Taiwan sees chance to reclaim high-end industries lost to China

Taipei | Updated on November 19, 2019 Published on November 19, 2019

Taiwan sees the opportunity to revitalise its economy as a centre for advanced manufacturing, reversing decades of investment and know-how outflows across the Taiwan Strait, as the trade war forces technology suppliers to rethink their reliance on China.

Taiwanese companies have pledged to invest almost $39 billion at home since the government initiated a programme at the beginning of the year to attract investment from local companies with facilities in China, with a focus on high-end industries. The programmme is credited with helping the Taiwanese economy weather the US-China trade war better than its peers in the region, and Minister without Portfolio Kung Ming-hsin says the impact will be felt by the local economy for years to come.

Additional investments

“We will see additional annual investments of NT$300 to NT$400 billion a year over the next two to three years thanks to the return of Taiwanese companies,” Kung told Bloomberg News last Thursday. “We are confident that we will see solid growth momentum for the next three to four years.”

The plan to lure local companies to invest back home is one of two competing economic visions for Taiwan as voters weigh their choices ahead of the Jan. 11 presidential election. While incumbent President Tsai Ing-wen is pinning Taiwan’s economic future on developing industries such as advanced manufacturing, clean energy and defence domestically, her opponent, Han Kuo-yu of the opposition Kuomintang, advocates further removing barriers to doing business with China.

Shifting Production Taiwanese companies like Hon Hai Precision Industry, which makes gadgets for many of the top global electronics brands, began investing in China in the late 1980s, kicking off a transformation that’s made China the world’s factory floor. But faced with ongoing trade tensions and tariffs between Taiwan’s two biggest overseas markets, the leaders of those companies are increasingly shifting production to Taiwan and Southeast Asia to protect their wafer-thin margins. The government announced a record NT$70.1 billion investment in Taiwan by Hon Hai’s panel-making affiliate Innolux Corp. last week.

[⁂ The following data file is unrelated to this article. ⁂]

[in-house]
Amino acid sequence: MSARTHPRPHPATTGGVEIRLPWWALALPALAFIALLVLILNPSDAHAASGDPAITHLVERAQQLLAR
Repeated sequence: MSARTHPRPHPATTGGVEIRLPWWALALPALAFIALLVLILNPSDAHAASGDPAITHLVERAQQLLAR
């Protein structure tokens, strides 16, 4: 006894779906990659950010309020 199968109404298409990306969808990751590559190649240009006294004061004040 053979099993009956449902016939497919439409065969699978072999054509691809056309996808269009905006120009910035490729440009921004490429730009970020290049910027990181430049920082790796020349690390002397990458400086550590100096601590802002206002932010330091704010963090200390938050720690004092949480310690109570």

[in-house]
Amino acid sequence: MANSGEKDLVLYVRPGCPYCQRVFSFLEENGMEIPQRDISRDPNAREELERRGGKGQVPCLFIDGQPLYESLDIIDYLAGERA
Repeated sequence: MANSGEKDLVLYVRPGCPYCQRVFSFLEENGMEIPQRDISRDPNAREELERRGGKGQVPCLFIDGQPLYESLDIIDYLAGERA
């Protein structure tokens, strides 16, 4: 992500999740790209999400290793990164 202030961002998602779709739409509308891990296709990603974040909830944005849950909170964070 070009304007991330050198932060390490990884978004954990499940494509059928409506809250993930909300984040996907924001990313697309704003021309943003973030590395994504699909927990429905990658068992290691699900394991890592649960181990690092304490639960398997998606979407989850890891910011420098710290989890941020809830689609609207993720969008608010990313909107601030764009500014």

High-end networking gear

Taiwanese companies have moved facilities producing high-end networking gear, laptops, servers and bicycles back to Taiwan this year, while manufacturing of lower-margin products has gone to Southeast Asia, Kung said. The minister identified smart manufacturing and connected devices as new areas Taiwanese companies could compete in.

Despite the trade war taking a toll on growth in Asia’s export-dependent countries, Taiwan is on track for GDP to rise 2.5% this year. The island’s shipments to the US rose almost $4.2 billion in the first half of 2019, gaining from China’s loss of exports to America, a recent United Nations Conference on Trade and Development report noted.

Kung said that the government is readying land in southern Taiwan homecoming companies can begin moving into starting from 2021. Taiwanese officials are also working to expand an existing science park in southern Taiwanese city of Tainan and creating a brand new one in the neighbouring Kaohsiung city, Kung said.

“We will only have three to four years to reshape our industries, and the outcome will decide our future for the next decade or two,” Kung said. “We are planning to turn Taiwan into an advanced manufacturing centre because companies now are moving production of their premium products home.”

Published on November 19, 2019
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